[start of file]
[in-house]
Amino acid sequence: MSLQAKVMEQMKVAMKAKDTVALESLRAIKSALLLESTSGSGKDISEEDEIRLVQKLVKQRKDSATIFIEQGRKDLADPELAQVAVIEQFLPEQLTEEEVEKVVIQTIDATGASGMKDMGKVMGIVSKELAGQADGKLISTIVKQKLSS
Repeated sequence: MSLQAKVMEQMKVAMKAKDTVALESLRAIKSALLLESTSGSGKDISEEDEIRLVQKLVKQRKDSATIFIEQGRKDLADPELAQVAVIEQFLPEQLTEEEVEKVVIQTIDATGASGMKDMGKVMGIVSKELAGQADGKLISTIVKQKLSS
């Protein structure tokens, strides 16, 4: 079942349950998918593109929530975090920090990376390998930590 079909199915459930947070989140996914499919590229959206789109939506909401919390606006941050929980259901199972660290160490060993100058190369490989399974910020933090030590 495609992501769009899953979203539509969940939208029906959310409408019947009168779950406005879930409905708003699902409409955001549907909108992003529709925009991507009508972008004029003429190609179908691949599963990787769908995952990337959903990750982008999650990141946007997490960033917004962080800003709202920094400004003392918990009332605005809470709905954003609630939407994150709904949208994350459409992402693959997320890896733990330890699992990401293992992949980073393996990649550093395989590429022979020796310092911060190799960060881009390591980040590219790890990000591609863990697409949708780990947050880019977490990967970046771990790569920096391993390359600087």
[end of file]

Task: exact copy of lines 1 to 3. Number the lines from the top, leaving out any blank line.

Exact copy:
[in-house]
Amino acid sequence: MSLQAKVMEQMKVAMKAKDTVALESLRAIKSALLLESTSGSGKDISEEDEIRLVQKLVKQRKDSATIFIEQGRKDLADPELAQVAVIEQFLPEQLTEEEVEKVVIQTIDATGASGMKDMGKVMGIVSKELAGQADGKLISTIVKQKLSS
Repeated sequence: MSLQAKVMEQMKVAMKAKDTVALESLRAIKSALLLESTSGSGKDISEEDEIRLVQKLVKQRKDSATIFIEQGRKDLADPELAQVAVIEQFLPEQLTEEEVEKVVIQTIDATGASGMKDMGKVMGIVSKELAGQADGKLISTIVKQKLSS